Feb 8, 2011 at 9:11 PM | Unregistered Commenterbillyquiz

@Mac 'Sorry Ben Pile, but Fiona Fox wasn't challenging orthodoxy she was attempting to re-write history.'

What 'history' do you think she was re-writing? And why has it upset you so much?

Feb 8, 2011 at 9:25 PM | Unregistered CommenterBen Pile

Ben Pile

Did I really write 'outch'?

Oh God, the shame.

Feb 8, 2011 at 9:44 PM | Unregistered CommenterBBD

OK, too many Non-conformists and Presbyterians in my background for me to know how properly to address a bishop, but this bishop completely skewered the pretensions of La Fox in that first comment on the BBC blog. Brilliant!

Feb 8, 2011 at 11:37 PM | Unregistered CommenterOwen Morgan

Agree Morgan and he did so throughout the comments.
I suspect that BBC reporters have to raise blog-threads (with comments allowed) to demonstrate how impartial our public service is.
I suspect also that few of them have the cojones to actually revisit those comments.
None so blind as those who will not look!
Dear old Auntie has become an expensive public disservice.

Feb 9, 2011 at 12:54 AM | Unregistered CommenterRoyFOMR

geek comment: she mis-spelled Lomborg, Peiser, and Lindzen. Having covered climate science for 8 years.

Feb 9, 2011 at 1:14 AM | Unregistered CommenterRoddy Campbell


As some of the commenters over there pointed out, the best part is she did that right after claiming that the beeb had made "Lomburg" and "Penny Peiser" household names!

Feb 9, 2011 at 2:00 AM | Unregistered CommenterJohn M

tHANKS bISHOP, your grace etc etc
Thanks ever so much, I temporarily left your blog to read Fiona's wise words for myself.
Very droll.
Which alternative planet does she come from by the way?

The BBC article says that "Fiona Fox is Director of the Science Media Centre - an independent press office working on the front line between the national news media and science on controversial issues".

I misread that the first time and had to go back for a second look, silly me.
I had imagined that she came from the Ethics Centre.
Eithics Centre, Independent Press Office, Commody Central or whatever?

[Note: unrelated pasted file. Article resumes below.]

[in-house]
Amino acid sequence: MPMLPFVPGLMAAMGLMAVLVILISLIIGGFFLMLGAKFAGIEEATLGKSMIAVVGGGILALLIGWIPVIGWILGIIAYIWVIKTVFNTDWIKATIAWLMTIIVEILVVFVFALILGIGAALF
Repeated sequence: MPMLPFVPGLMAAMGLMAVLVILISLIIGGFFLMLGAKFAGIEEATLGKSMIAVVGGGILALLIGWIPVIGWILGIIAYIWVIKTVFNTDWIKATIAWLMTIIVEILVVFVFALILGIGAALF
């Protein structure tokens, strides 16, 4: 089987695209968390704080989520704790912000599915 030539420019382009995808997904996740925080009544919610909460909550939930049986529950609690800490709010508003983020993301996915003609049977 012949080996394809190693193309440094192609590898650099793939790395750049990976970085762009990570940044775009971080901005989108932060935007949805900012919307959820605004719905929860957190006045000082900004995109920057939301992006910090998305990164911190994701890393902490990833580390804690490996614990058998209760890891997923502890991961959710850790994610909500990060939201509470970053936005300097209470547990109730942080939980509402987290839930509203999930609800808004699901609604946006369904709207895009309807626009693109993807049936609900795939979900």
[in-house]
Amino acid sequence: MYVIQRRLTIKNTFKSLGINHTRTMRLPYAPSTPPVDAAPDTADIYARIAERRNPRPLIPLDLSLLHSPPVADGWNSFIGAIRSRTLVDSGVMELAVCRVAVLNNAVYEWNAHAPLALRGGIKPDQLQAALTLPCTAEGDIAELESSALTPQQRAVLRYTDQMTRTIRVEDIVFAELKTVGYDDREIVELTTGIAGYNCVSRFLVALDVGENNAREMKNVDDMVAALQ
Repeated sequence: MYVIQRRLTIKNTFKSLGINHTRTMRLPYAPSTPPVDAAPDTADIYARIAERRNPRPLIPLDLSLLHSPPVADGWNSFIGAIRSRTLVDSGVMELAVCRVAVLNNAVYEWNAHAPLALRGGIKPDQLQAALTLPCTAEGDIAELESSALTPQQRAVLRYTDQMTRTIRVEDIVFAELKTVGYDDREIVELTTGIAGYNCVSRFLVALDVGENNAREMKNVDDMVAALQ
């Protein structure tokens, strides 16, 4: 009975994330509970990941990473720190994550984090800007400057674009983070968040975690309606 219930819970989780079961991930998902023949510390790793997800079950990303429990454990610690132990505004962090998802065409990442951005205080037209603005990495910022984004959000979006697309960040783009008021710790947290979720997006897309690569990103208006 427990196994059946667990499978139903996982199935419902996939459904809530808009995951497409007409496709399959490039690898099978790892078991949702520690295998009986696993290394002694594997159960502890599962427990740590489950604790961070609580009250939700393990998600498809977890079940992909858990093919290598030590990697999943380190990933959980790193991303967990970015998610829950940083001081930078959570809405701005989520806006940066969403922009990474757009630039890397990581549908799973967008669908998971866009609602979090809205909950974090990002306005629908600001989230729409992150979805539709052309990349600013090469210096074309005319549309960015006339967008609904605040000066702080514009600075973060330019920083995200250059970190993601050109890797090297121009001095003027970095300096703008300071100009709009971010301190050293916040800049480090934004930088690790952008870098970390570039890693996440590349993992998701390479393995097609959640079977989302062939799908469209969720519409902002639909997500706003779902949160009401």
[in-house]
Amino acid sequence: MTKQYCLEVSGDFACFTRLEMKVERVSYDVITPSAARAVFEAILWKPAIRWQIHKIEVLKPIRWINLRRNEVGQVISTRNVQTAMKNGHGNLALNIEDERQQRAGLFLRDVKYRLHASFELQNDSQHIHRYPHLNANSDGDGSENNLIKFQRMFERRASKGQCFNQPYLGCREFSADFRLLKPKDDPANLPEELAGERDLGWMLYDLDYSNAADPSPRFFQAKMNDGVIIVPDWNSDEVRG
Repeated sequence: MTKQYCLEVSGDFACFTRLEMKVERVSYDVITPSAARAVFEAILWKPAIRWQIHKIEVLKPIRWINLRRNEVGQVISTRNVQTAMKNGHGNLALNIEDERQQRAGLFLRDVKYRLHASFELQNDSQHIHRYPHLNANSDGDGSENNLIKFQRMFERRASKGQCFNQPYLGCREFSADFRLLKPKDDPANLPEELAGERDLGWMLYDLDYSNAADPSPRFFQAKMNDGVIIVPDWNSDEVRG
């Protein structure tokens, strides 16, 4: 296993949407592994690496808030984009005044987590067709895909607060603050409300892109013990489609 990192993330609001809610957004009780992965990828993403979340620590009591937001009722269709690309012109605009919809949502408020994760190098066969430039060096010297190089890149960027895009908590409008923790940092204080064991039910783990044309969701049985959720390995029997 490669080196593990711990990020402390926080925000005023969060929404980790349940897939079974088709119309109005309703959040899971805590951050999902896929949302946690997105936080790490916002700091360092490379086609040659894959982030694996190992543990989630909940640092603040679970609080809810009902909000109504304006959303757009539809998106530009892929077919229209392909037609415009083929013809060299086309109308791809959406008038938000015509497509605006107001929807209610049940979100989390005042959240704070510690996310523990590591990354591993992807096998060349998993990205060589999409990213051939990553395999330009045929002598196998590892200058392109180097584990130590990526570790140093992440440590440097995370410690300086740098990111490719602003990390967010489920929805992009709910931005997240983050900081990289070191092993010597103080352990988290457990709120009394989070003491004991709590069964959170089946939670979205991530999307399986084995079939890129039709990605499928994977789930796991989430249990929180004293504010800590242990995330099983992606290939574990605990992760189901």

Enough said.

But very, VERY droll.

Feb 9, 2011 at 5:27 AM | Unregistered CommenterAusieDan

Perhaps comedy would be even better?

Feb 9, 2011 at 5:29 AM | Unregistered CommenterAusieDan

Just read FF's piece thrice, in a vain attempt to fathom what she's trying to articulate. She's barking mad. UNDER NO CIRCUMSTANCES BUY THIS WOMAN A DRINK.

Feb 9, 2011 at 8:03 AM | Unregistered CommenterLevelGaze

@Ben Pile
"The only way the article can be seen as embarrassing to her is if it is read deliberately to miss the point she makes."

Possibly the last line on the archived page may help sway readers opinions!

"Reproduced from Living Marxism issue 85, December 1995"

Feb 9, 2011 at 8:25 AM | Unregistered CommenterPete H

Funny how Fionna is unsupported by readers of her blog.
We have the same in France, any pro-agw blog article with a non filtered comment space is immediately countered by a furry of skeptical replies, what an editor at l'Express (a mainstream daily) once called a "horde of skeptics orchastrated by oil lobbies". I would call it Muphy's Climate Law, or Fionna Law.

Feb 9, 2011 at 9:12 AM | Unregistered CommenterJean Rochefort

Sorry Ben Pile, but Fiona Fix was arguing from an orthodox position herself and she did attempt to re-write history over the Rwandan massacre.

Feb 9, 2011 at 9:52 AM | Unregistered CommenterMac

@Mac - 'Sorry Ben Pile, but Fiona Fix was arguing from an orthodox position herself and she did attempt to re-write history over the Rwandan massacre.'

Simply restating that Fox was 're-writing history' does not make a persuasive argument that she did.

What history does she 're-write'?

She re-writes none. She doesn't attempt to make the conflict less awful than it was; she doesn't let any player off the hook; she doesn't dispute that people were killed in huge numbers; she doesn't come down on any side.

And far from 're-writing history', she was actually there, seeing the aftermath of the conflict, and its continuation.

What she does is challenge the black-and-white moral story told by NGOs and Western agencies at the time. History shows that she was right, but not because she wrote it.

Let's not take lazy swipes at FF.


@ Pete H - 'Possibly the last line on the archived page may help sway readers opinions! "Reproduced from Living Marxism issue 85, December 1995"'

I think you insult those readers' intelligence. Why would that line say anything about the analysis within the article itself?